In our review of the Royal Kludge RK84, we noted significant issues with the 2.4 GHz dongle connection, with missed keystrokes unless the keyboard was within a foot or two of the dongle. I didn’t have any similar issues with the RK89’s 2.4 GHz connection and was able to use the RK89 without missing any keystrokes at six feet away, with other wireless transmitters running on the same PC. When it’s not in use, the dongle can be stowed in a magnetic port under the keyboard.

The RK89 also has built-in Bluetooth (both 3.0 and 5.0) and can be paired with up to three Bluetooth devices, which you can swap between using Fn + Q, Fn + W, and Fn + E. Long-pressing any of those combos puts the RK89 in pairing mode. You’ll actually see the keyboard listed twice when you pair it, because it supports both Bluetooth 3.0 and Bluetooth 5.0. I had solid connections across the devices I tested (desktop PC, laptop, and an iPad Pro), with accurate, lag-free responses even 15 feet away.

The RK89 has a battery life rating of 60 hours with the lighting turned off. I used the keyboard over a Bluetooth connection with lighting enabled over the course of a week, and needed to recharge after about four days. You can check the power level on the keyboard by pressing Fn + Enter (the keys at the top will light up to indicate what battery percentage is left).

Typing Experience on Royal Kludge RK89

My review unit came with tactile-but-quiet RK Brown switches. They have a firmer feel than the RK Reds I used while testing the RK96, and gave a little more feedback while typing without being loud. I was able to touch-type reasonably well, and any issues I had were a result of the odd cursor key placement rather than key response. Despite not being brand-name models, the included switches had a good feel and a quiet, unobtrusive sound.

The doubleshot ABS keycaps have a nice scooped shape and are comfortable to use in both high-speed touch typing and gaming. There was a tiny bit of wobble in the keys, but this was mostly evident if you were looking for it, and wasn’t noticeable when typing. Of course, this keyboard has hot-swappable switches so you can always swap the switches and keycaps if they’re not to your liking.                      

The RK89 takes a moment to wake up from sleep in wireless mode. It wakes on a keypress, but misses the first second or two of keystrokes. Performance is solid once it’s awake, but you’ll need to get used to tapping a key to wake it up if you’re away for more than a few minutes, and then waiting a second or two before you start typing. You can, though, configure the auto-sleep time for between five and 30 minutes.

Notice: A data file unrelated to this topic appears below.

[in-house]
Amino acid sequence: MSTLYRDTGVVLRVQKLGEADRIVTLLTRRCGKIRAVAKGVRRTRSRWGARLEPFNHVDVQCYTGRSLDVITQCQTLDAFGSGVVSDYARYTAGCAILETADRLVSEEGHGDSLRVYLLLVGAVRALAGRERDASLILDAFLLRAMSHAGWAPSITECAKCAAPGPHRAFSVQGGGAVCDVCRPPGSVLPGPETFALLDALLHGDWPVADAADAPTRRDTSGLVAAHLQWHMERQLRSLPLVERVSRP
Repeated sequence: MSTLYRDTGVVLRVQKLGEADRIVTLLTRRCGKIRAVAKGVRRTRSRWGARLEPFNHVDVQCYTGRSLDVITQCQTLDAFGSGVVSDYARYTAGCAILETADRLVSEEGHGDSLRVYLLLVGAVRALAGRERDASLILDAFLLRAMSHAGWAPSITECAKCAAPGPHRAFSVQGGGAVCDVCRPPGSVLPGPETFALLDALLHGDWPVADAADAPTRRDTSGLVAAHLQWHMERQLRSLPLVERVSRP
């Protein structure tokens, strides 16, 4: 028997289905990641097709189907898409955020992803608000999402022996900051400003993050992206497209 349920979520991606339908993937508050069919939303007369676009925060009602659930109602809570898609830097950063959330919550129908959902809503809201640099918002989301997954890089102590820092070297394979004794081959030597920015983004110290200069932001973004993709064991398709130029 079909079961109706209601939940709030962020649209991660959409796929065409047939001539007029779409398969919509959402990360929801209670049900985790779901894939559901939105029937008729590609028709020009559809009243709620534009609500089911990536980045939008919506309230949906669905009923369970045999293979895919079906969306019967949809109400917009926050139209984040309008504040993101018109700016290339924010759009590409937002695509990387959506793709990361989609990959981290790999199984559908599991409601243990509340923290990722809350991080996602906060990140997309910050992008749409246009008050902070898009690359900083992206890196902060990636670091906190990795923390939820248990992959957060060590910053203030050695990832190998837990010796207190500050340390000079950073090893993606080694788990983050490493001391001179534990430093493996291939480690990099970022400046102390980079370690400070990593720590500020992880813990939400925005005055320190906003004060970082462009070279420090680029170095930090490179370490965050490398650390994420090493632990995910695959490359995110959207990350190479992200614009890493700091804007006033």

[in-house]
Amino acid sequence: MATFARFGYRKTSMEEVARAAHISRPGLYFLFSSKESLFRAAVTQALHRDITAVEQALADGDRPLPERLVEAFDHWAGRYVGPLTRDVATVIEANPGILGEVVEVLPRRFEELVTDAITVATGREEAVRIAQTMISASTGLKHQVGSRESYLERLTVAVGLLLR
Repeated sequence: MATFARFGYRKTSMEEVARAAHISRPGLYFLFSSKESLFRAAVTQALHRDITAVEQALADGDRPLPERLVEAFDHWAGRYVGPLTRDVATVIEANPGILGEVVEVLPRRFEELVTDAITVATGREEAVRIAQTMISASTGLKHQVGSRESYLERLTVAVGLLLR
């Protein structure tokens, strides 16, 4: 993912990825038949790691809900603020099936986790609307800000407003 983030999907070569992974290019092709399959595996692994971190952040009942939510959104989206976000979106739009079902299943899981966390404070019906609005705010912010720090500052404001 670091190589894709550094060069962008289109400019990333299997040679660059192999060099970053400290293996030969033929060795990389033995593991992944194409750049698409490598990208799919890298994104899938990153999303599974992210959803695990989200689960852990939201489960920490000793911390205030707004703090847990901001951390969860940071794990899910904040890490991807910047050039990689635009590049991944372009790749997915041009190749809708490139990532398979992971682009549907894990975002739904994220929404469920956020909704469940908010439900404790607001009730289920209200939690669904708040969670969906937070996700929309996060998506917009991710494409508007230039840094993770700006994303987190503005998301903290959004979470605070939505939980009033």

The keyboard was extremely responsive and had undetectable latency in wired mode. In 2.4 GHz wireless and Bluetooth modes, I didn’t notice any latency issues while playing Halo Infinite and Call of Duty Warzone. Competitive gamers might want to opt for the wired connection when milliseconds matter, but I couldn’t detect any lag with any of the connections. The RK Brown switches had a firm touch that was less comfortable for gaming than the RK Reds, so serious gamers might want to opt for those linear switches instead.

Software for Royal Kludge RK89

(Image credit: Tom's Hardware)

The RK Keyboard programming app, which can be downloaded from Royal Kludge’s website, lacks documentation and built-in help — let’s just say it definitely isn’t going to win any design or usability awards. But it’s reasonably powerful once you figure out the user interface, and you can use it to reprogram all of your key assignments and record elaborate macros complete with custom delays between key presses and raise actions.

The software also lets you choose among about 30 different lighting and effects modes, and also program your own. You can also create custom backlight sets using Fn key sequences on the keyboard without using the software at all.

You’ll likely want to keep the software installed, though, because the keyboard stores only a single custom profile, and you’ll need to use the software if you want to swap lighting or key assignments. Also, while this won't likely apply to many people, if you have more than one Royal Kludge keyboard model, note that the software is specifically customized for each model. So you’ll actually need to uninstall and reinstall the appropriate version if you swap between keyboards.

Bottom Line

(Image credit: Royal Kludge)

Testing the RK89 mostly made me appreciate the design of the RK96 even more. For just $10 more and an extra half-inch in width, that keyboard is dramatically more usable for both regular typing and numeric keypad use, plus it has a magnetic wrist rest that makes it significantly more comfortable to use. With the RK89, Royal Kludge has designed a keyboard for someone who is extremely limited in desk space and needs only the number portion of a numeric keypad — I doubt many people fit that description.

Layout aside, the RK89 has some excellent features, including hot-swappable switches and multiple connectivity options. But all of these things are also true of the RK96. The strongest competitor the RK89 has is definitely the RK96. Another alternative if you’re looking for something customizable is the Akko 3098B / N, which offers a more usable layout, RGB color, and similar connectivity options (albeit, for $40 more). If you can forgo the numeric keypad, the Keychron K3 is highly configurable, comfortable to type on, and has an even smaller footprint.

The RK89 is hobbled by too many compromises in an otherwise promising design. The quirky layout might be doable for some, but most users should consider the excellent Royal Kludge RK96 instead.

  • Findecanor
    There are other keyboards that do it better, having a toggle for traditional cursor layer on the numpad ... instead of this ... eh. "royal kludge" :-þ

    Roccat Arvo and Cooler Master MasterKeys Pro M are ones from the top of my head.